The last experiment involved the evolution of chlorine gas. That is correct. I am taking a bunch of students with little lab experience and having them generate chlorine gas….extremely safely on a microscale. Again, Bob and crew has come up with a beautiful little experiment in his book (Experiment 3:2 - Generating Gases in “Understanding Chemistry through microscale work”) linked above. Here is the short version. Students are provided with a petri dish and make about six to nine little drops of potassium iodide and starch mixture. Off to the side in the same petri dish goes a drop of bleach. I came around and placed a drop of hydrochloric acid into the bleach and they covered the petri dish. The chlorine gas spread into the other drops, displaced the iodine and the iodine reacted with the starch. There was no detectable smell of chlorine gas. Apparently, it was captured by the water droplets of KI and starch as witnessed by the students. Now, this was way over the heads of the students but we could still ask the questions “What can we say about the size of the particles that are causing this change and what are they doing?” See both experiment #2 and #3 demonstrated in Video 1.

Students did not have to know anything about chemical reactions, single displacement reactions or gas diffusion. They could start to generate theories about the size of particles and what they are doing.


We finished all three activities and started to generate theories. Students in every class developed the same three ideas.

“These particles must be small. They must be moving. They are attracted to other particles.” 

And with that….we have the three essential questions we are going to use for the theme of chemistry for the entire year.  


Overall, I hope to develop this some more but I was extremely satisfied with how this turned out. It was engaging for the students. It was easy to set up for the instructor. It helped provide hands-on experience and confidence for the students and hopefully helped them to start thinking like scientists. 

The files in the Supporting Information provide information for day 1 and day 2. The Supporting Information can be found below when you are logged into your ChemEd X account. Not a member? Register for FREE!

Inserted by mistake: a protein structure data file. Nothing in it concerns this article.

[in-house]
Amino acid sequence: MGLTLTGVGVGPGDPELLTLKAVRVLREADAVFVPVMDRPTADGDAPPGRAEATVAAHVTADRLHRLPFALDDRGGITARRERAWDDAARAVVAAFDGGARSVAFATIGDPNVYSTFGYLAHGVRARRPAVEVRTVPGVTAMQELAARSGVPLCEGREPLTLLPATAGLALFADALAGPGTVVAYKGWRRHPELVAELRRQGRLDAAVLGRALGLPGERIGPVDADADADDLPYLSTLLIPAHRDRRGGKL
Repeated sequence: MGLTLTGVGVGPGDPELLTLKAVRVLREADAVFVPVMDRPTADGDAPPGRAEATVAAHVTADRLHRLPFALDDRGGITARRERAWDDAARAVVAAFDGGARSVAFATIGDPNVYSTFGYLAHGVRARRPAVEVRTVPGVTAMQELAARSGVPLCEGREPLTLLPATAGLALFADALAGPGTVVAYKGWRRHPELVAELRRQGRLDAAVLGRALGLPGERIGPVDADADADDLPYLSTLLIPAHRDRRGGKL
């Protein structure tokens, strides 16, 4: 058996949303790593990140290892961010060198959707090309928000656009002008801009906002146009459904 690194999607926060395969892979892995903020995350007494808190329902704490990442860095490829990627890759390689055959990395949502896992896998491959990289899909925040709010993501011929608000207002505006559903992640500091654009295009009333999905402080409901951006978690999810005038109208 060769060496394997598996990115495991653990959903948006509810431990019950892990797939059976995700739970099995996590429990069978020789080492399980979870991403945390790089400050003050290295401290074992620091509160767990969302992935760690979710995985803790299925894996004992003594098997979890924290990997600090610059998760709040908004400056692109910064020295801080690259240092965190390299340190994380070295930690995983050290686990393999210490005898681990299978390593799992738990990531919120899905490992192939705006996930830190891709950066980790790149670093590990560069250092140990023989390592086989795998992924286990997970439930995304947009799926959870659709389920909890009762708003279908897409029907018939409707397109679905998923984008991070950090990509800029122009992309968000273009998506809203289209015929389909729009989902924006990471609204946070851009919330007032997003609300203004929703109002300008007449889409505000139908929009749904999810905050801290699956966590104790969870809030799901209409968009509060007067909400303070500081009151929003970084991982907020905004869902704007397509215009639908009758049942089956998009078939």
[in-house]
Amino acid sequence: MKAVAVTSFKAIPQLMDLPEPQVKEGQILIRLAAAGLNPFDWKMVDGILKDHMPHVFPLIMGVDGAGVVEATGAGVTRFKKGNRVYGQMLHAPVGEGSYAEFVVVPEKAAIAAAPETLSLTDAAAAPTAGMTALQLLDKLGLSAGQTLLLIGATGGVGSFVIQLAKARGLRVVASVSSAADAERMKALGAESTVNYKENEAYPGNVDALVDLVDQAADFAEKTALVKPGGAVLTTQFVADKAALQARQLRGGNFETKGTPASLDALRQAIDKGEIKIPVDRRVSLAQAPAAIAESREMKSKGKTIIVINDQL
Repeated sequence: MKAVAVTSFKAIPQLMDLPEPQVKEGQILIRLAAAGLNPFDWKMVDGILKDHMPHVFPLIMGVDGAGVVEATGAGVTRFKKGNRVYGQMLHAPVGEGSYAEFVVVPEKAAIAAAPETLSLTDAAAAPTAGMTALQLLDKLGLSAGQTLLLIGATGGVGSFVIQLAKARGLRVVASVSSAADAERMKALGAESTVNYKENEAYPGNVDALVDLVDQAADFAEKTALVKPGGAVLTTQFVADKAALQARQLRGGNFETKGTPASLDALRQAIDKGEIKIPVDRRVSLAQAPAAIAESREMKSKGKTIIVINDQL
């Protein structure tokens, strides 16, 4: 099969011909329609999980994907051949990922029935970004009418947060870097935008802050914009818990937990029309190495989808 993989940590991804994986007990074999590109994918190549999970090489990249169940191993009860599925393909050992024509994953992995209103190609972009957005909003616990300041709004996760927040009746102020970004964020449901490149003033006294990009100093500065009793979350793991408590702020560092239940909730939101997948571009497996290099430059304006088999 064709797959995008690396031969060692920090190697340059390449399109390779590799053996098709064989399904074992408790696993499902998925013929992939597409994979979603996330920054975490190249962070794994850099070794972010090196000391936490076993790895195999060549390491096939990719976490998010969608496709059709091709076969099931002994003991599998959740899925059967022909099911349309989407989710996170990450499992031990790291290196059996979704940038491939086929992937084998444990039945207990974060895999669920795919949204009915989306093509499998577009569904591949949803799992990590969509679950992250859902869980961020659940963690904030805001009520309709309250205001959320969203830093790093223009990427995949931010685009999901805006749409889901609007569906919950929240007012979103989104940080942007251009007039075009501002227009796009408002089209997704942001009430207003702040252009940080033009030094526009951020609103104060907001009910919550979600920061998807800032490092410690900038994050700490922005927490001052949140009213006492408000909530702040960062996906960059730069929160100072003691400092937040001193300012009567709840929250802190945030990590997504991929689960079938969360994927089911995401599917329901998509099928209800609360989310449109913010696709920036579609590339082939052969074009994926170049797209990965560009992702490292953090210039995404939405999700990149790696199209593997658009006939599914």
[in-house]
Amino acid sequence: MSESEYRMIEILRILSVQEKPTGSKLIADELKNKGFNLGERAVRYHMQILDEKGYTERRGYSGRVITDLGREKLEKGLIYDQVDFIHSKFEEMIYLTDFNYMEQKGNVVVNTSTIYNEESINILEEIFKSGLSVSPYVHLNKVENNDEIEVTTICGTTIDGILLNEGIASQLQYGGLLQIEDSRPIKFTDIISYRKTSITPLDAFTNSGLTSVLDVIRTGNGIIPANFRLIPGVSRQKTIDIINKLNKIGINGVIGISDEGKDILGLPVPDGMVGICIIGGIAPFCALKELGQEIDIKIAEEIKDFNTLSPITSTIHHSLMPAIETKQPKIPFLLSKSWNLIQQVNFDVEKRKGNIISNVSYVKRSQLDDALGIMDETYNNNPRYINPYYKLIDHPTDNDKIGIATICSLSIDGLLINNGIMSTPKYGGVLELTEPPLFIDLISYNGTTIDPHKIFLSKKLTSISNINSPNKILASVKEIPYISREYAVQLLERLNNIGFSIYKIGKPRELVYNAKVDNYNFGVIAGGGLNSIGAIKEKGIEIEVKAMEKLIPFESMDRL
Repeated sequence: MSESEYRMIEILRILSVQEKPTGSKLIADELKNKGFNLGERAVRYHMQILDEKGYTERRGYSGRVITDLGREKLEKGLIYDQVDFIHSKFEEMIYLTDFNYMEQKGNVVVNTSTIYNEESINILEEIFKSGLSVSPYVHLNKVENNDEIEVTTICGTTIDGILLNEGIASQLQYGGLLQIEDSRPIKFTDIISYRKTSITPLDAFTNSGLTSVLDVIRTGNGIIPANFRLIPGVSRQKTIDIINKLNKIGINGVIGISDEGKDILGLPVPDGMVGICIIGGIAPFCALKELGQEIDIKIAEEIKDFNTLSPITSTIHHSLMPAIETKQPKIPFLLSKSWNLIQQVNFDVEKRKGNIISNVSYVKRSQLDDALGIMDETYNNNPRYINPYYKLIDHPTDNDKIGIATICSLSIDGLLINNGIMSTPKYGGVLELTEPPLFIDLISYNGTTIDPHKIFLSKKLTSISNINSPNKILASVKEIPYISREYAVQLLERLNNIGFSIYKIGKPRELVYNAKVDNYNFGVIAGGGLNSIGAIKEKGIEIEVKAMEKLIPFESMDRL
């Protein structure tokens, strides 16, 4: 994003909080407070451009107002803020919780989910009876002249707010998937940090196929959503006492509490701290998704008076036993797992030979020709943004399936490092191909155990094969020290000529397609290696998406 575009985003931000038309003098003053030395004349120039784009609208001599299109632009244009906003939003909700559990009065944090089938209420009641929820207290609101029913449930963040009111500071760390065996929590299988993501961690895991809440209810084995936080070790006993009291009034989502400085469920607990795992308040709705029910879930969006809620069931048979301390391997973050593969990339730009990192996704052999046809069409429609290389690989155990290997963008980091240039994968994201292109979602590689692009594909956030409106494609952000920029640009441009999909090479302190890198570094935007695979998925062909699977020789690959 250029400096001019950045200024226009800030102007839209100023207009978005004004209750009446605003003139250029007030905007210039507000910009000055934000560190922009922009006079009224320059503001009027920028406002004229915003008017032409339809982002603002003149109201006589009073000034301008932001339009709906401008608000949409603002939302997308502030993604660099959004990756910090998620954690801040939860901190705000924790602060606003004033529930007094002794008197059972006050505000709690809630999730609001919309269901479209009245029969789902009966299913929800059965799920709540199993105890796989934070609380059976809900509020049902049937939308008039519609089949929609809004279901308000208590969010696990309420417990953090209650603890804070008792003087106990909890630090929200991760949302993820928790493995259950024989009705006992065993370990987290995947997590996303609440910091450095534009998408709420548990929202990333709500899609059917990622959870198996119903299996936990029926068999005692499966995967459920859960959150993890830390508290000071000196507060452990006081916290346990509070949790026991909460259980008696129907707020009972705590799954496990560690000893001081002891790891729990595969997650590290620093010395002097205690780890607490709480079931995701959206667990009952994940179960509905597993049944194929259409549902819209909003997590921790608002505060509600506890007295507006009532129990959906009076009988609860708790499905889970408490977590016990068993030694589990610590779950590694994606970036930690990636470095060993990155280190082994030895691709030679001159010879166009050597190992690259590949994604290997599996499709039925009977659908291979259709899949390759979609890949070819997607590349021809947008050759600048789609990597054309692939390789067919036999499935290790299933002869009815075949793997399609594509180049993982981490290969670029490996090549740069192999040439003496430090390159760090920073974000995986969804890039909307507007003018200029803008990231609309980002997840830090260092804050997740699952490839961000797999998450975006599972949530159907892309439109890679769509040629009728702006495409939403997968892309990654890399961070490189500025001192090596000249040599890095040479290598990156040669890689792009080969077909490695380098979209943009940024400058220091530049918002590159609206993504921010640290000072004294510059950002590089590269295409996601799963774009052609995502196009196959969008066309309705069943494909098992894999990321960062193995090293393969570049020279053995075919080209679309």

Set out materials and chemicals for each group in the class.

  1. David Paterson, Bob Worley - Understanding chemistry through microscale practical work, 2022, Millgate House Education Ltd.
  2. You can see the oil experiment done by Phillip Morrison in the Ring of Truth - 5 Atoms video on the Phillip Morrison YouTube Channel. (Watch minutes 29:25 thru 31:57.)


General Safety

For Laboratory Work: Please refer to the ACS Guidelines for Chemical Laboratory Safety in Secondary Schools (2016).  

For Demonstrations: Please refer to the ACS Division of Chemical Education Safety Guidelines for Chemical Demonstrations.

Other Safety resources

RAMP: Recognize hazards; Assess the risks of hazards; Minimize the risks of hazards; Prepare for emergencies



Modeling in 9–12 builds on K–8 and progresses to using, synthesizing, and developing models to predict and show relationships among variables between systems and their components in the natural and designed worlds.


Modeling in 9–12 builds on K–8 and progresses to using, synthesizing, and developing models to predict and show relationships among variables between systems and their components in the natural and designed worlds. Use a model to predict the relationships between systems or between components of a system.

Assessment Boundary:
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Comments 2

Kathleen Kelly | Fri, 08/18/2023 - 12:39

Can't wait to try this on my first day next week! How do you have students clean off the petri dish when they're done with Experiment 3? Thanks!

Chad Husting's picture
Chad Husting | Sun, 08/20/2023 - 20:01

Kathleen - Thanks for the email.  I have a sink or bucket of soapy water.  I do a quick rinse with soapy water and then a quick rinse with tap water and then we are good for the next bell.  That is the great thing about microscale.  Something else which is nice is that there is so little chlorine it pretty much reacts with the KI and then the displace iodine reacts with the starch.  Hope this helps.